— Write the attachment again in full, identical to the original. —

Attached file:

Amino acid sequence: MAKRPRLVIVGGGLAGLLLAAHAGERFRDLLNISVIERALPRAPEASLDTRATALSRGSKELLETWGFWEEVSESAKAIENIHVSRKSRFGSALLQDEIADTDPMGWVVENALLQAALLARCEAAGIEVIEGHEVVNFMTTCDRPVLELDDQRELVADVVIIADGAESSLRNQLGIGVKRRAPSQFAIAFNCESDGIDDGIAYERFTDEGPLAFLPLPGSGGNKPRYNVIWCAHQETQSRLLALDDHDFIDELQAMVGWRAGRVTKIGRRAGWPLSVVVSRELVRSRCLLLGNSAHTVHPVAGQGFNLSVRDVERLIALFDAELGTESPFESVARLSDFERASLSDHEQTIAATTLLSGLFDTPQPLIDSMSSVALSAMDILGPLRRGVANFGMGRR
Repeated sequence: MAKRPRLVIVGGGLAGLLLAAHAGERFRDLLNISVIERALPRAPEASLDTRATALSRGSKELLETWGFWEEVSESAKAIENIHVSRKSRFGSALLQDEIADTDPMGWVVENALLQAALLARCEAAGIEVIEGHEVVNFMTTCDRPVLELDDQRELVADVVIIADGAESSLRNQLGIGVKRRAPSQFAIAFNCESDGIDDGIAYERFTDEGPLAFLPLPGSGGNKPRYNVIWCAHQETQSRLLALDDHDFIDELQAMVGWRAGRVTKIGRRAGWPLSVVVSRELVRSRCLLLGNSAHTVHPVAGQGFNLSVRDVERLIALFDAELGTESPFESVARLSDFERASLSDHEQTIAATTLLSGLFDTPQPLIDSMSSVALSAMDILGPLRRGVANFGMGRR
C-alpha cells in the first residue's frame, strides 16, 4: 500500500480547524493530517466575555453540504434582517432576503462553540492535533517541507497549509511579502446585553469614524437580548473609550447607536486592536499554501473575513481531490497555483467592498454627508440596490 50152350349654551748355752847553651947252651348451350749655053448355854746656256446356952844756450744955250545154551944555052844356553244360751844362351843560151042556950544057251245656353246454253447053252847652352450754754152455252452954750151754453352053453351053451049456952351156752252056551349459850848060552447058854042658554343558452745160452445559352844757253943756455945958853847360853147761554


Amino acid sequence: MAKRPRLVIVGGGLAGLLLAAHAGERFRDLLNISVIERALPRAPEASLDTRATALSRGSKELLETWGFWEEVSESAKAIENIHVSRKSRFGSALLQDEIADTDPMGWVVENALLQAALLARCEAAGIEVIEGHEVVNFMTTCDRPVLELDDQRELVADVVIIADGAESSLRNQLGIGVKRRAPSQFAIAFNCESDGIDDGIAYERFTDEGPLAFLPLPGSGGNKPRYNVIWCAHQETQSRLLALDDHDFIDELQAMVGWRAGRVTKIGRRAGWPLSVVVSRELVRSRCLLLGNSAHTVHPVAGQGFNLSVRDVERLIALFDAELGTESPFESVARLSDFERASLSDHEQTIAATTLLSGLFDTPQPLIDSMSSVALSAMDILGPLRRGVANFGMGRR
Repeated sequence: MAKRPRLVIVGGGLAGLLLAAHAGERFRDLLNISVIERALPRAPEASLDTRATALSRGSKELLETWGFWEEVSESAKAIENIHVSRKSRFGSALLQDEIADTDPMGWVVENALLQAALLARCEAAGIEVIEGHEVVNFMTTCDRPVLELDDQRELVADVVIIADGAESSLRNQLGIGVKRRAPSQFAIAFNCESDGIDDGIAYERFTDEGPLAFLPLPGSGGNKPRYNVIWCAHQETQSRLLALDDHDFIDELQAMVGWRAGRVTKIGRRAGWPLSVVVSRELVRSRCLLLGNSAHTVHPVAGQGFNLSVRDVERLIALFDAELGTESPFESVARLSDFERASLSDHEQTIAATTLLSGLFDTPQPLIDSMSSVALSAMDILGPLRRGVANFGMGRR
C-alpha cells in the first residue's frame, strides 16, 4: 500500500480547524493530517466575555453540504434582517432576503462553540492535533517541507497549509511579502446585553469614524437580548473609550447607536486592536499554501473575513481531490497555483467592498454627508440596490 50152350349654551748355752847553651947252651348451350749655053448355854746656256446356952844756450744955250545154551944555052844356553244360751844362351843560151042556950544057251245656353246454253447053252847652352450754754152455252452954750151754453352053453351053451049456952351156752252056551349459850848060552447058854042658554343558452745160452445559352844757253943756455945958853847360853147761554